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The Student News Site of California State University, Stanislaus

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The Student News Site of California State University, Stanislaus

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    Student and Faculty Art Exhibitions at Stan State Open Art Space

    Mirabels+artwork%26%23160%3BRadient+Burn

    Mirabel’s artwork Radient Burn

    The open art space at CSU Stanislaus recently hosted the exhibit, (Im)permeable by Mirabel Wigon. An exhibit created by Isabella Lopez was also being featured along side it.
    Mirabel Wigon, a professor of art, is one of Stan State’s newer faculty members as she is in the process of completing her second year on campus.
    This wasn’t her first rodeo, as she has has been able to put together multiple exhibits over the years, but it was her first one at Stan State.
    “My whole body of work throughout my career has been all about my experience in my immediate environment,” she said.
    She went on to say she would think about how she see’s herself or her body in a space and how she navigates that space.
    “With that premise, all my work has essentially been about how I understand the world I navigate in,” Wigon said.
    She referenced her time in graduate school and how her work was about industry and energy extraction because of her living in the port of Long Beach at the time.
    She added that it made her consider how this massive infrastructure fuels city growth and her interest in how a person observes it. She also reflected on her transition from large metropolitan area to a place where you see big agriculture.
    “What I’ve most noticed about this area is all the environmental phenomena and cataclysmic events,” she said. “We have the fires, we have the flood, we have it all here in the Central Valley and that was the impetus for the work.” 
    Wigon’s newest exhibit (Im)permeable came together over the course of her first year at Stan State. 
    She explained that we live in a mediated and curated world and our understanding of our environments are influenced by it. She added that we experience things first ourselves and secondly as people being informed.
    Wigon wanted to answer the question of whether or not a painting can capture all these elements together. 
    “I’m hoping that these paintings ultimately are getting you to consider that we’re at the epicenter here in the Central Valley with all these major issues and that we need to re-evaluate/re-negotiate our relationship with our environments,” Wigon said.
    Jendayi Larios (senior, Studio Art) was in attendance to see Wigon’s exhibition at the art space.
    “After hearing Mirabel’s artist talk tonight, I think the pieces communicate their message really well, creating beautifully vibrant apocalypses,” he said.
    Larios was particularly impressed by one piece.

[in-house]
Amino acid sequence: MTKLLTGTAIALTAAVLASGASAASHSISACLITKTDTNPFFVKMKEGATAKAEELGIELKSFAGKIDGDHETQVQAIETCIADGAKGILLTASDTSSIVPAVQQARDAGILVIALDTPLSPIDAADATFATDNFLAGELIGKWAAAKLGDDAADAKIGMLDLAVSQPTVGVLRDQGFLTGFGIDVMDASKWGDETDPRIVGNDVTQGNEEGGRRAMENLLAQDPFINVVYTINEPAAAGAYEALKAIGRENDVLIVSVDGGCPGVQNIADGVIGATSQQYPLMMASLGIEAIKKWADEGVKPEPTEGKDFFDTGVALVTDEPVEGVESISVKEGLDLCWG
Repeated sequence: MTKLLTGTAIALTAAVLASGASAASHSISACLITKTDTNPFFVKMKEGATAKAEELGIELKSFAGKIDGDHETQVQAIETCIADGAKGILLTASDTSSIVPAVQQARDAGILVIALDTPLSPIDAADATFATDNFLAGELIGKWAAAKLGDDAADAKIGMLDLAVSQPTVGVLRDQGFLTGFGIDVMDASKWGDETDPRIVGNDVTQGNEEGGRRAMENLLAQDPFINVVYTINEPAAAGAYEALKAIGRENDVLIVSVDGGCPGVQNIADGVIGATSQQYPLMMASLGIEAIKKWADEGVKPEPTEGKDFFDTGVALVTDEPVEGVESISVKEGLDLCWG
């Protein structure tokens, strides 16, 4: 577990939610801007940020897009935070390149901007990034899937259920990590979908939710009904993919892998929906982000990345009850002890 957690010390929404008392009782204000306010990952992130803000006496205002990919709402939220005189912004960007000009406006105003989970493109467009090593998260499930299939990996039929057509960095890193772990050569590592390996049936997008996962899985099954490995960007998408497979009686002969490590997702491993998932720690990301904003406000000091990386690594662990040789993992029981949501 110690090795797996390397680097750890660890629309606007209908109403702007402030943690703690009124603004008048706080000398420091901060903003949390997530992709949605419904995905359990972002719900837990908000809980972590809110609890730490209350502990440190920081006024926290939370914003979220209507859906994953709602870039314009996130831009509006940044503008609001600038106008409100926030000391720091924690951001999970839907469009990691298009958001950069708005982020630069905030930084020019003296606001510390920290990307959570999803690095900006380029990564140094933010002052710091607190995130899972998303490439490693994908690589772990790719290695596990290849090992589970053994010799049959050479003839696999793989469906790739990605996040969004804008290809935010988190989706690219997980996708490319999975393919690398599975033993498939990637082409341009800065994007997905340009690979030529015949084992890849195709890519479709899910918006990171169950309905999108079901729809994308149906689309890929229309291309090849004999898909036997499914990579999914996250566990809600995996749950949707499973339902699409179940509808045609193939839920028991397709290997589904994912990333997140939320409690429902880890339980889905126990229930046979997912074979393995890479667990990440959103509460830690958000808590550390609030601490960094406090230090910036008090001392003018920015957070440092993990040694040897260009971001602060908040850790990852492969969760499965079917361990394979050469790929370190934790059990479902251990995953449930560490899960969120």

“I’m especially drawn to Burnout because of its greenery-focus, but I could spend a long time looking at all of the pieces here,” he said. “The way they dynamically weaved different elements together, even texture, I feel like I’ll keep discovering something new.”
    Wigon’s exhibit wasn’t the only art being hosted at the art space that day
    Isabella Lopez (senior, Art) was also in the midst of presenting her first exhibition ever to the public. 
    “I think it went better than expected,” she said. “The whole rush of having to throw it together in such a short amount of time was very stressful, but I’m glad everybody liked it.”
    Lopez explained that she has always been making art since she was first able to use a pencil. She enjoys how the instructors nudge you along in the direction that you want to go.
    Lopez said she likes to make things that bring joy to and happiness to people. 
    “I want people to look at my art and feel warm inside,” she said. 
    Lopez’s exhibit was made over the course of her academic career at Stan State. A majority of her artwork was previous class projects that fit her theme. Her theme being to insipre the importance on emotional connections to others.
    Lopez explained that because of the pandemic we lost alot of those connections because of the isolation and now that everything is online she’s trying to use her art to bring people’s attention to it.
    “This is important, still meet up and talk to people. Build that connection in person,” Lopez said. “I just feel like in-person connections like that are more fulfilling as opposed to online where you can be very easily deceived,”
    Lopez conlcuded by saying that everything in her exhibit was a representation of not only her, but us as humans with our feelings, emotions and that need for connection with other people especially with the events that transipred over the last two and a half years. 

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    Student and Faculty Art Exhibitions at Stan State Open Art Space